"There is no way to hide the horrific evidence in this case," he said.
Owens said Jophlin entered the interview room with her purse and a drink and explained the events of the day leading up to the death of her daughter. He said Jophlin explained that she had gotten up, got dressed and went to work and did not show any emotion during the first portion of the first video.
Owens said the court had an opportunity to see that the story "doesn't jive with the physical evidence."
He said the physical evidence was tested by Detective Howard and Chief Tharp.
"Ms. Jophlin didn't ask for representation," Owens said. "She had her story contrived."
The state's attorney reviewed statements made by the defendant, saying maybe her younger sister had kidnapped Lexi or maybe one of two other people killed her daughter by smothering her with a pillow.
Owens said Jophlin told four different stories during the course of the two interviews. He said Jophlin was crying on the video, though the officers saw no tears.
Owens said after the first interview, the officers were "done." He said Jophlin asked to speak with officers a second time. "She comes back with more stories to tell them," he said.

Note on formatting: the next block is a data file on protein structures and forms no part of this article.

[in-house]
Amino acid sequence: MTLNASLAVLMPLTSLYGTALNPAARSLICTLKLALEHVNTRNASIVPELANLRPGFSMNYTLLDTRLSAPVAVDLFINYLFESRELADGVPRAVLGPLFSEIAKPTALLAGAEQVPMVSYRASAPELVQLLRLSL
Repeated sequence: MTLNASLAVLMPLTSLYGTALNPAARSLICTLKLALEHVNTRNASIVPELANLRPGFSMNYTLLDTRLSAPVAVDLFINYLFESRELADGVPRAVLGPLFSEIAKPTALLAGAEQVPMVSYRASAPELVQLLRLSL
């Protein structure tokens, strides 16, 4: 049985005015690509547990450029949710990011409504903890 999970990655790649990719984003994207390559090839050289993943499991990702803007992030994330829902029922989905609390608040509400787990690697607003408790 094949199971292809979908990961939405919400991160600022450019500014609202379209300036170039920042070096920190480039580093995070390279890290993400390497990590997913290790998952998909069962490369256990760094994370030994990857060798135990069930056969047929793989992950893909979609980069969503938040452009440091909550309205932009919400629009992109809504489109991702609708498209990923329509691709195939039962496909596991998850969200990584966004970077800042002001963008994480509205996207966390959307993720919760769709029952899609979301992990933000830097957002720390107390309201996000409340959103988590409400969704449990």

Owens said the officers were within their right to show Jophlin physical evidence and to lie to her as part of the tactics used to get to the truth.
He said Jophlin made a confession that she had hid her daughter's body in the basement. He believes the defendant made the statements voluntarily.
Green said while it is true to some degree that officers use tactics to get to the truth, he believes excessive force was used in this case. He said he believes the statements should be suppressed.
Resident Judge Tom Tedeschi said he would take the matter under advisement and would issue a written ruling. He said he would be reviewing similar cases as both Owens and Green cited during their arguments.
Tedeschi set a pre-trial hearing date for July 18 at 1:30 p.m. He said he does not know if he will have a written ruling by that date but would do his best.